Many pharmaceutical companies have complained about the IPR petitions filed by Kyle Bass and the Coalition for Affordable Drugs against Orange Book-listed patents covering approved pharmaceutical products, but Celgene Corp. took more serious action, and filed motions for sanctions in the IPRs launched against its patents relating to Thalomid® (thalidomide) and Revlamid® (lenalidomide). However, the USPTO Patent Trial Appeal Board (PTAB) refused to sanction Bass on the grounds raised by Celgene. This means patent owners looking for general relief from hedge-fund sponsored patent challenges will have to hope the Federal Circuit sees it differently (assuming Celgene appeals) or that Congress takes action to limit the ability of non-competitors to file IPR petitions.
In its barely five page decision, the PTAB addressed three specific arguments raised by Celgene.
Profit Motive Is Not Sanctionable
Celgene’s motion for sanctions emphasized the profit motives of the Coalition for Affordable Drugs. In response, the PTAB noted that “[p]rofit is at the heart of nearly every patent and nearly every inter partes review.” With regard to the Coalition’s short-selling strategies, the PTAB stated:
We take no position on the merits of short-selling as an investment strategy other than it is legal, and regulated.
The AIA Did Not Restrict IPRs To Competitors
Celgene emphasized that the Coalition has no “legitimate competitive interest in the patents” and no plan or ability to compete in the marketplace, but the PTAB did not find anything in the IPR statute that limits petitioners to “competitors.” In this regard, the PTAB distinguished the IPR statute’s general language providing that “a person who is not the owner of a patent” can file an IPR petition from the more restrictive language used for covered business method reviews, “which require a party or privy to have been sued or charged with infringement of the patent.”
The AIA Had A Broad Purpose To Improve Patent Quality
Celgene argued that the Coalition’s IPRs were contrary to the purpose of the America Invents Act (AIA), which Celgene asserted was “to reduce abusive litigation tactics with a specific focus on non-practicing entities.” The PTAB did not accept this narrow view of the AIA:
The purpose of the AIA was not limited to just providing a less costly alternative to litigation. Rather, the AIA sought to establish a more efficient and streamlined patent system that improved patent quality, while at the same time limiting unnecessary and counterproductive litigation costs.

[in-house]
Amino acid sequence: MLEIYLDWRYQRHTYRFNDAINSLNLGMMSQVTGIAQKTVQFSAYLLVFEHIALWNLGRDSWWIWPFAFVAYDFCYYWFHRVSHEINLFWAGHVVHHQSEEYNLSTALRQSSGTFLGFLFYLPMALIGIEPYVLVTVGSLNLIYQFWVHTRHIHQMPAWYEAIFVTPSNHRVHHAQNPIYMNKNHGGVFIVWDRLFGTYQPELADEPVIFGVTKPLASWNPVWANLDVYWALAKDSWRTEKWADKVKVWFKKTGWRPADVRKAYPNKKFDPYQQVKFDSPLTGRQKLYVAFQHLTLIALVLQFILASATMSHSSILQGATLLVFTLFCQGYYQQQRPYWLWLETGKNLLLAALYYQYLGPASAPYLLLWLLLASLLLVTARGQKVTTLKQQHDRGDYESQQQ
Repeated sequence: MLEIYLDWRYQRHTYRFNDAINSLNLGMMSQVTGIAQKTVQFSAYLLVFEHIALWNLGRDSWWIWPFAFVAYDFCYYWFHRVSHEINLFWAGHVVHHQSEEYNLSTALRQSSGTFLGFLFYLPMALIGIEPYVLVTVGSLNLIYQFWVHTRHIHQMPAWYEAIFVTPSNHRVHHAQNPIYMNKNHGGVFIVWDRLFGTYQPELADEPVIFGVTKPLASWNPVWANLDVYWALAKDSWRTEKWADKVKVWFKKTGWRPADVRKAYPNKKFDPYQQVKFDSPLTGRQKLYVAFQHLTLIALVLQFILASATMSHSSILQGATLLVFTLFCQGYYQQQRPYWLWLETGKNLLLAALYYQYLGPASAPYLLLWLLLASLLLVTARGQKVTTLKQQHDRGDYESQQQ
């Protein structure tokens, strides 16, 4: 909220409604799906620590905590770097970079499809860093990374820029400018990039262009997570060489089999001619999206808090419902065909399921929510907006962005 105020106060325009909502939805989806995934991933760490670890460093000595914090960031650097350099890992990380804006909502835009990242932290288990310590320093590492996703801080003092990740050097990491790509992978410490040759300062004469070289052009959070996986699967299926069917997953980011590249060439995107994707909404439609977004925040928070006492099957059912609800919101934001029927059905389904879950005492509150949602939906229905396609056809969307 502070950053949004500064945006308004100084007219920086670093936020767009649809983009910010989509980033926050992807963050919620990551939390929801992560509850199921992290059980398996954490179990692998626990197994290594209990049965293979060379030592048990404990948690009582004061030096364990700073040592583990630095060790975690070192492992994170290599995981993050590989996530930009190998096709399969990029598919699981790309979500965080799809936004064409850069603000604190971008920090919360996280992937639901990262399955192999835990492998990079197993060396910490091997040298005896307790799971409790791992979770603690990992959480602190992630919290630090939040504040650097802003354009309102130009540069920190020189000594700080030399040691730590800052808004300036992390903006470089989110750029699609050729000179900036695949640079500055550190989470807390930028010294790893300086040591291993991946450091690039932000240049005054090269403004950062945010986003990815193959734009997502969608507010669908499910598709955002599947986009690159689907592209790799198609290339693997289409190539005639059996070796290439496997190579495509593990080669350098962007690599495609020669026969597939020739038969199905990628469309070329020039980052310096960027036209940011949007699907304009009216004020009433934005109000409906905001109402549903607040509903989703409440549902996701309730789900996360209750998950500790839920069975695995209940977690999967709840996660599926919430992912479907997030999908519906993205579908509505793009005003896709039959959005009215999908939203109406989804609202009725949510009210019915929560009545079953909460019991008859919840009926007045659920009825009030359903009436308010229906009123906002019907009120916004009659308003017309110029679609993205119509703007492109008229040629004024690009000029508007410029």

With regard to IPRs, the PTAB stated:
The AIA was designed to encourage the filing of meritorious patentability challenges, by any person who is not the patent owner, in an effort to further improve patent quality.
The PTAB noted that Celgene had not based its motions for sanctions on arguments that the Coalition had filed “a non-meritorious patentability challenge,” and concluded that Celgene had not met its burden of showing by a preponderance of evidence that the Coalition was abusing the IPR process.
Will Congress See Things Differently?
The July 29, 2015 draft of the Innovation Act sponsored by Congressman Goodlatte (R-Va) includes provisions designed to put an end to hedge-fund sponsored IPRs:
[A] review may not be instituted unless the petitioner certifies that the petitioner and the real parties in interest of the petitioner—
(A) do not own and will not acquire a financial instrument (including a prepaid variable forward contract, equity swap, collar, or exchange fund) that is designed to hedge or offset any decrease in the market value of an equity security of the patent owner or an affiliate of the patent owner, during a period following the filing of the petition to be determined by the Director; and
(B) have not demanded payment, monetary or otherwise, from the patent owner or an affiliate of the patent owner in exchange for a commitment not to file a petition under section 311 with respect to the patent that is the subject of the petition, unless the petitioner or the real party in interest of the petitioner has been sued for or charged with infringement of the patent, during a period to be determined by the Director.
Interestingly, BIO and PhRMA wrote a joint letter to Congress expressing their views that these provisions do not go far enough because they “contain numerous loopholes that will allow such entities to continue to abuse IPRs for their own financial gain.” Instead, they urge Congress to wholly exempt patents covering FDA-approved from IPRs.
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